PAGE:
cacao nooroots nootropic supplement

Cacao: Nootropic Spotlight

Expert Writer and Contributor 
About the Author

Charlotte was awarded a Master of Science degree in chemistry from the University of Bristol. She is currently completing a PhD at the University of Leeds.

About the Contributor
Mus was awarded a Master of Science degree in Medical Biotechnology and Business Management from the University of Warwick. 


Chocolate. What delicious thoughts come to mind when we hear that word. Whether you have it every day, every week or only on special occasions – it is undoubtedly one of life’s simple pleasures.

It would be easy to name our top 3 types of chocolates. But how many people know its history? The divine and fascinating origins of the Cacao plant. A plant that made a daring journey across the Atlantic Ocean, swept through medieval Europe and indulged the tastebuds of the lands inhabitants.

This bitter sweet history begins in a faraway place. Beneath the canopies of the Amazonian rainforests of Central and Upper America lived two ancients peoples. Their civilisations shrouded in mystery to this day. The Olmecs and the Mokaya. Sometime between 4,000 – 5,000 years ago, these peoples learnt to cultivate the Cacao tree that bore the prized Cacao beans.

This knowledge was passed on to future Mesoamerican cultures like the Mayans. Whom believed the plant had heavenly origins. The word “cacao” comes from the Mayan words “Ka'kau” meaning “heart blood,” and “Chokola'j” meaning “to drink together”.

It is said the Cacao plant grew using the blood of the Mayan gods. And it’s fruit was used to create humanity. The food of gods.

If you're looking to start taking Cacao as a supplement, you can learn more about our Mood & Wellbeing Nootropic Supplement at nooroots. If you have any questions after reading this post, you can either visit our support resources or simply contact us via our online form.



  • What is Cacao ?
  • Cacao Benefits
  • Cacao Mechanism of Action
  • Cacao Side Effects
  • Recommended Dosages of Cacao


Cacao: A Health Guide to Safe and Effective Supplementation


cacao nooroots nootropic supplements


What is Cacao?

Cacao beans, found in the large pods of the Theobroma cacao tree, are the essential ingredient in chocolate. Cacao was discovered over 5,000 years ago in South America. It was so highly prized by the Aztecs and Mayans for its edible and medicinal qualities, it was even used as currency1–3.

Cacao differs from cocoa in that cacao is the ‘raw’ product, whereas cocoa is the pressed powder at the end of the preparation process4. Cacao is rich in antioxidant and anti-inflammatory compounds, and has been shown to improve mental performance and mood2–6.



Cacao Benefits 

We can all recall a time where we have felt better for having that square of chocolate, and you can rest assured that the science backs us up! Cacao is known to be:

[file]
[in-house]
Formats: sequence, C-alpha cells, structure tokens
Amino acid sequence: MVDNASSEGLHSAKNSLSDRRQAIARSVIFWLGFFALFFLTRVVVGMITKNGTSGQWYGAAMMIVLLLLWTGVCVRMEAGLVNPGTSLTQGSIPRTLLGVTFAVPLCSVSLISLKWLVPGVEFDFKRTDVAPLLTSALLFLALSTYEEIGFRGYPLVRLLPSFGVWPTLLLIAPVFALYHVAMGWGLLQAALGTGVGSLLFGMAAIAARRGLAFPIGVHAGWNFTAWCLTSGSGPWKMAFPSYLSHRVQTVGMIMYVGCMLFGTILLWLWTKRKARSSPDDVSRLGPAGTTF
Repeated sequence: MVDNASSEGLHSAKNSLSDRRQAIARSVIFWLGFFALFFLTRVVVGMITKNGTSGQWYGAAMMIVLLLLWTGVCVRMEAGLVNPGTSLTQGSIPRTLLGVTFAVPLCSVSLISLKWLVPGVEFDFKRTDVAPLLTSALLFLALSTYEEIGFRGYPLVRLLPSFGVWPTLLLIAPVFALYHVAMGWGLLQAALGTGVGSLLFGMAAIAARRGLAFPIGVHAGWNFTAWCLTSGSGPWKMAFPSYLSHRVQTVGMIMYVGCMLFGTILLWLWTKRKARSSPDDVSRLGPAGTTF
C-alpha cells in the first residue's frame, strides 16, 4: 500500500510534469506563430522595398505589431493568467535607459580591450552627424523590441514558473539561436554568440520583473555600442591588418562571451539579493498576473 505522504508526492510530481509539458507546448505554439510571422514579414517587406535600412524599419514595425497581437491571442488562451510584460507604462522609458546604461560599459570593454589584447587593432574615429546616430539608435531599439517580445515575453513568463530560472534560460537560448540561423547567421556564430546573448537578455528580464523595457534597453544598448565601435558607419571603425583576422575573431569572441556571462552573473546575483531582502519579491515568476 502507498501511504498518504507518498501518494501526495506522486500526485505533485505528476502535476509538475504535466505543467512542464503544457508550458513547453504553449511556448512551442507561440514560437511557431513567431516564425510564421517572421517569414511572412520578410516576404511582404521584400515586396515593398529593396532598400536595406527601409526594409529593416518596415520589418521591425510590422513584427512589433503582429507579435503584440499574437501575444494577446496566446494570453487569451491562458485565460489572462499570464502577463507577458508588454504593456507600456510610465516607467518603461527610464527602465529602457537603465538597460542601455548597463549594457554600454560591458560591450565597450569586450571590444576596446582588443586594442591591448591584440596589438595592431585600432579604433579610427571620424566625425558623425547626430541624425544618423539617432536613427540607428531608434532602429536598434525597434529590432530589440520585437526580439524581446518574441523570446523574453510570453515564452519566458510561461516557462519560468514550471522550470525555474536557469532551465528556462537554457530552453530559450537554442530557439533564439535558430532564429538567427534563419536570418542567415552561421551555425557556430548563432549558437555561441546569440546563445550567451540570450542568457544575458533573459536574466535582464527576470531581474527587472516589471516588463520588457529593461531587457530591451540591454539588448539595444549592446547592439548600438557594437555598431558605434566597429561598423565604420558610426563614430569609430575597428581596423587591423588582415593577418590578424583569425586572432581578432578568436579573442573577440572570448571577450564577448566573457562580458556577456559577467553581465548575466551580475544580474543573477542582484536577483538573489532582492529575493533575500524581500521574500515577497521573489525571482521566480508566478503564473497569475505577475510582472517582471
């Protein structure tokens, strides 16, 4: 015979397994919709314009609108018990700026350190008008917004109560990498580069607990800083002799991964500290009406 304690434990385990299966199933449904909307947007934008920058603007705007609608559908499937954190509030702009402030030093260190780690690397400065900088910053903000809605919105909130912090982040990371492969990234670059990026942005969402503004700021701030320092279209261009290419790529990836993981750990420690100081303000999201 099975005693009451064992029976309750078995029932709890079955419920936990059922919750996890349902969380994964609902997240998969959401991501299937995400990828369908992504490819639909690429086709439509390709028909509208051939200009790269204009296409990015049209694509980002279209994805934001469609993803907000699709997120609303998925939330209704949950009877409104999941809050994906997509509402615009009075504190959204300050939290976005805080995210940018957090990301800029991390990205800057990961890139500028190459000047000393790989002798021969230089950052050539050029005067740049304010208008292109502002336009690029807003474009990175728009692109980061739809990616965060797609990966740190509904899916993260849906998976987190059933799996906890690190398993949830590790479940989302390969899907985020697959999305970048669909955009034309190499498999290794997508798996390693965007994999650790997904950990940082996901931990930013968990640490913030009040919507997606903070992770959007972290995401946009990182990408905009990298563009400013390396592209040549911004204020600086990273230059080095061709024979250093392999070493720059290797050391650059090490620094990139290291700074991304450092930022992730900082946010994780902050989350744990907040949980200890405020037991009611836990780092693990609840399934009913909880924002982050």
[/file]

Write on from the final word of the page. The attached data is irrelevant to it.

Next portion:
• Brain boosting: A double-blind, placebo-controlled trial showed that people given cacao had significantly improved cognitive performance6,7.
  • Mood enhancing: Studies have found reduced depression and anxiety when cacao or cocoa-rich products are consumed6–9.
  • Antioxidant: Compounds in cacao are powerful antioxidants, protecting cells from oxidative stress and DNA damage10.


Cacao Mechanism of Action

Cacao contains two main active phytochemicals (chemicals made by plants!): flavonols and methylxanthines3.


  • Flavonols are powerful antioxidant and anti-inflammatory They lower the levels of harmful free radicals, protecting against cell stress and DNA damage. Flavonols may therefore reduce the risk of heart disease and stroke5,10–13.
  • Flavonols accumulate in the brain in regions used for learning and memory. They also improve cerebral blood flow, making them excellent cognitive enhancers3,6,10,11.
  • The primary methylxanthines in cacao are theobromine and caffeine. They promote incredible brain boosting effects, improving concentration, mood and mental performance.
  • In addition, they protect neurons against degeneration associated with aging and cognitive decline3,6,7.


Cacao Side Effects

The consumption of cacao in moderate portions is very safe for humans. Due to its caffeine content, if consumed at excessive levels, it could cause the following side effects2:
  • Nervousness
  • Increased urination
  • Trouble sleeping
  • Fast heartbeat


Recommended Dosages of Cacao

There is no set Nutrient Reference Value (NRV) or Safe Upper Limit (SUL) for Cacao. Unlike vitamin and minerals, Governments typically do not establish recommended daily guidelines for plant extracts.

However, the European Food Safety Authority (EFSA) has recommended that doses of Cocoa rich flavanols at 200mg/day can produce positive health benefits14.

A clinical study of 34 healthy adults found doses up to 2,000 mg (milligrams) a day were well tolerated and did not produce any negative side effects15.

Remember: if you are intaking a supplement in a product or in combination with other vitamins, minerals or plant extracts, then typically lower doses are sufficient to realize the desired benefits.